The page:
Flower Anatomy

Are you familiar with the parts of the flower and botantical information about flowers? Here's more information...

The complete flower consists of four sets of parts known as the calyx, corolla, androecium and the yncecium.

The calyx, or outermost set of floral parts is made up of segments known as sepals, which are usually green and whose function it is to protect the delicate flower parts within.

The segments of the corolla are known as petals. They are usully delicate in texture and some color other than green, as the function of the corola is to attract to the flower insects that will transfer the pollen necessary for the formation of seeds.



When the petals of the corolla are approximately the same size and shape, as in the Wild Rose, Poppy, Columbine and Phlox, the corolla is regular; when they are of various sizes and shapes as in the Orchid, Monkshood, Sweet Pea and Snapdragon, the corolla is irregular. When the petals are free from each other as in the Buttercup, Peony, Wallflower and Geranium, the corolla is apopetalos; when they are fused togethe for all or part of their length the corolla is known as sympetalous, as in Petunia, Foxglove, Morning Glory and Trumpet-Creeper. The various combinations, sizes and colors make for endless variety in the flower.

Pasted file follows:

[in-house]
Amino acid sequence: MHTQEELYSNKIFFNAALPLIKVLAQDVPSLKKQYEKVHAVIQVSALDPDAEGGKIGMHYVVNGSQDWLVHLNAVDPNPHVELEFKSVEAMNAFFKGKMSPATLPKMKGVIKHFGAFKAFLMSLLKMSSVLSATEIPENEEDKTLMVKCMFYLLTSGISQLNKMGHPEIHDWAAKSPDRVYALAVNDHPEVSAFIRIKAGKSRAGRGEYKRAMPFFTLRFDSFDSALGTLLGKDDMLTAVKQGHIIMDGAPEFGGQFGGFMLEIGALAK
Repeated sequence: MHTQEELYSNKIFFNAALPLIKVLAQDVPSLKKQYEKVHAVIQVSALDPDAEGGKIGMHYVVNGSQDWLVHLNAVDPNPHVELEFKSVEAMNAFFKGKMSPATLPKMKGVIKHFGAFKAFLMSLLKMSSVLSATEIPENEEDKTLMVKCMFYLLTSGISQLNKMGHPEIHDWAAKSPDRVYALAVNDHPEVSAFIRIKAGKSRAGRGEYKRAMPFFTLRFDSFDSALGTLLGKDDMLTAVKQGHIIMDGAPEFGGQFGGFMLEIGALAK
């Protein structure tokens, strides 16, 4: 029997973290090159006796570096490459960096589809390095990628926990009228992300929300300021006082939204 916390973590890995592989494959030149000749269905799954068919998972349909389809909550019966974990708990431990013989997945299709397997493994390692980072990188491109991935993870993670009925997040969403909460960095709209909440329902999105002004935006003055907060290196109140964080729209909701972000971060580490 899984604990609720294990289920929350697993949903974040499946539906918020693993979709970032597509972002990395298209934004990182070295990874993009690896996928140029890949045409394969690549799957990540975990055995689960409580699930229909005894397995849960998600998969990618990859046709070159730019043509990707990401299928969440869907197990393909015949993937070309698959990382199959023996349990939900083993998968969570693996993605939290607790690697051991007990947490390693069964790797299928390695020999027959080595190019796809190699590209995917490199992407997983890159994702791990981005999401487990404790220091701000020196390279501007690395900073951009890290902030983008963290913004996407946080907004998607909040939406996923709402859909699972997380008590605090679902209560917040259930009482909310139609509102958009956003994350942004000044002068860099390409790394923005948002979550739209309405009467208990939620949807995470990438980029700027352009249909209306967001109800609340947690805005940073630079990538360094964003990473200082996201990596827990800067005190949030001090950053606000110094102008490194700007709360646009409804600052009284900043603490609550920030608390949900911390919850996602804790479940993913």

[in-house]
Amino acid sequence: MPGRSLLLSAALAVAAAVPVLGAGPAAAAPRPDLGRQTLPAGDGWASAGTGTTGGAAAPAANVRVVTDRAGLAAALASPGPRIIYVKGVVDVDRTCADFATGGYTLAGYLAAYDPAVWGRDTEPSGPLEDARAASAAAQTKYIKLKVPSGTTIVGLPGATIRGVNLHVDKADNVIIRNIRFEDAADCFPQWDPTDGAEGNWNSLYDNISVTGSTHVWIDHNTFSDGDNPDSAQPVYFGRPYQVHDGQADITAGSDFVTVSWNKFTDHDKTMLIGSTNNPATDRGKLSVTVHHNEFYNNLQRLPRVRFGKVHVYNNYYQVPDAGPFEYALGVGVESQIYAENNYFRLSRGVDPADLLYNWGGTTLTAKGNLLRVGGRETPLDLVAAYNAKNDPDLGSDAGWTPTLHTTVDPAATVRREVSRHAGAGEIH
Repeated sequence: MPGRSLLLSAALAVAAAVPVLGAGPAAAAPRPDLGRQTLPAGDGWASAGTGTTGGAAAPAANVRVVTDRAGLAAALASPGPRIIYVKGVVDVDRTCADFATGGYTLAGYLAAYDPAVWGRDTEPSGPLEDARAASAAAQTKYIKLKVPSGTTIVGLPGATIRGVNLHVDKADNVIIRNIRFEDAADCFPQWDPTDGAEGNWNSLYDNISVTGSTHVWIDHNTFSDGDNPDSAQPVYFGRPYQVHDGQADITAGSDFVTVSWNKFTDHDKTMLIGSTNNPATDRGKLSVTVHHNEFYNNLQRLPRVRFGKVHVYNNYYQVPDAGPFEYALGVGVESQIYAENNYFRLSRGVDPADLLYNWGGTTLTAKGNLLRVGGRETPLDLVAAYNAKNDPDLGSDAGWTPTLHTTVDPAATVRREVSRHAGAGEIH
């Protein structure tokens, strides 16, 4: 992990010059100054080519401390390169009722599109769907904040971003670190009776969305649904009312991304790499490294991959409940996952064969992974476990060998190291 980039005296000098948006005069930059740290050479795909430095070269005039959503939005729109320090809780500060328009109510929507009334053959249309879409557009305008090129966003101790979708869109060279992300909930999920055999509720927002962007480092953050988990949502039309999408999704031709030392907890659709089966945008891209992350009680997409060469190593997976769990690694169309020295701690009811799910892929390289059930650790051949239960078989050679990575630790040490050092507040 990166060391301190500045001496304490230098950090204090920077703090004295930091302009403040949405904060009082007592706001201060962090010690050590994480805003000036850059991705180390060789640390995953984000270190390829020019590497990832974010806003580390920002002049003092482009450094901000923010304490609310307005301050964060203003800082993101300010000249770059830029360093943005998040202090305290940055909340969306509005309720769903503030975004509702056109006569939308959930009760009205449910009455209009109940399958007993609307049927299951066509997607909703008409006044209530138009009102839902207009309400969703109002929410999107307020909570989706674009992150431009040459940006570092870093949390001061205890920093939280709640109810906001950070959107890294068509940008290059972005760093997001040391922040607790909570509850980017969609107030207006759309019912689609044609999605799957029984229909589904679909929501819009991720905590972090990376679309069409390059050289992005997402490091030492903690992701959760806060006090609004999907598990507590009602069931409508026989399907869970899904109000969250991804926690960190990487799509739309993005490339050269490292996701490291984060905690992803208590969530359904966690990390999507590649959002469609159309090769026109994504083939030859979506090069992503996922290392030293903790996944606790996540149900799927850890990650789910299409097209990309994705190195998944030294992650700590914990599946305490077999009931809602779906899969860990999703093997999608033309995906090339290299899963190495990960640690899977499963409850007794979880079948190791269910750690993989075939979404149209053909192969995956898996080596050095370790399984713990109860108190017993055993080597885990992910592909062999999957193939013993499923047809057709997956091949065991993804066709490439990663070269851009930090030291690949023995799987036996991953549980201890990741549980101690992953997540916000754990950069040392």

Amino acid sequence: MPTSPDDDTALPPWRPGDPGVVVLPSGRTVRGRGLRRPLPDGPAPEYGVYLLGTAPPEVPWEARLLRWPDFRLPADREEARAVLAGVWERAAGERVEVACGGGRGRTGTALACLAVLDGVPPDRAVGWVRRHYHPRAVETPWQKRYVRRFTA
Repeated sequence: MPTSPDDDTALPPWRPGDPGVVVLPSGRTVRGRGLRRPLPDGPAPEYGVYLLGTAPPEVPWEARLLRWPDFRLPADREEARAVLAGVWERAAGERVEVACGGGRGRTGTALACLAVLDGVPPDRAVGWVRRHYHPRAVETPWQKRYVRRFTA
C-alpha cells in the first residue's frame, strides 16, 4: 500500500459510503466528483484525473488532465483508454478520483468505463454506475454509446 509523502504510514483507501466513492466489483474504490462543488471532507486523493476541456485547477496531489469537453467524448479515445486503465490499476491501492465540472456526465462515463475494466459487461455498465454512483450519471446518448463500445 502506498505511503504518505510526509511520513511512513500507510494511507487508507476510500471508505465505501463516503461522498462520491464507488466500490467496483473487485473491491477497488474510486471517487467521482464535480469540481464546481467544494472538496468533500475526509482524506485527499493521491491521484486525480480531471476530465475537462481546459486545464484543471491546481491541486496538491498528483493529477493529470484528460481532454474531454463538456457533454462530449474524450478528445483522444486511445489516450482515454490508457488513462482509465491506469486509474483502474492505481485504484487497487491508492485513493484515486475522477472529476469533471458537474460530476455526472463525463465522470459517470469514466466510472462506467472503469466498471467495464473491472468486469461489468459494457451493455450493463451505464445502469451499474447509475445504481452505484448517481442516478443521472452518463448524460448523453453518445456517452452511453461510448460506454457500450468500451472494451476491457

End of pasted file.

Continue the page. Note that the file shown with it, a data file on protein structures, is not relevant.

The sepals and petals which constitute the perianth are regarded as the accessory organs of the flowers. The stamens and carpels, because they are necessary for seed production, constitute the essential organs.

The androecium ("male household") is the aggregation of stamens. A typical stamen consists of a slender stalk or filament and the pollen sacs are another. from the anthers are liberated the pollen grains, which contain the male reproductive element of the plant. Variations in the pattern of stamen arrangement are significiant in determining plant relationships.

The gynoecium ("female household"), is the aggregation of carpels which constitutes the innermost set of floral organs ("pistil"). The individual carpel usually consists of the ovary, the style and the stigma. The ovary is the expanded basal portion which contains from one to many ovules. The style generally is a columnar structure between the ovary and the stigma which received the pollen grains.

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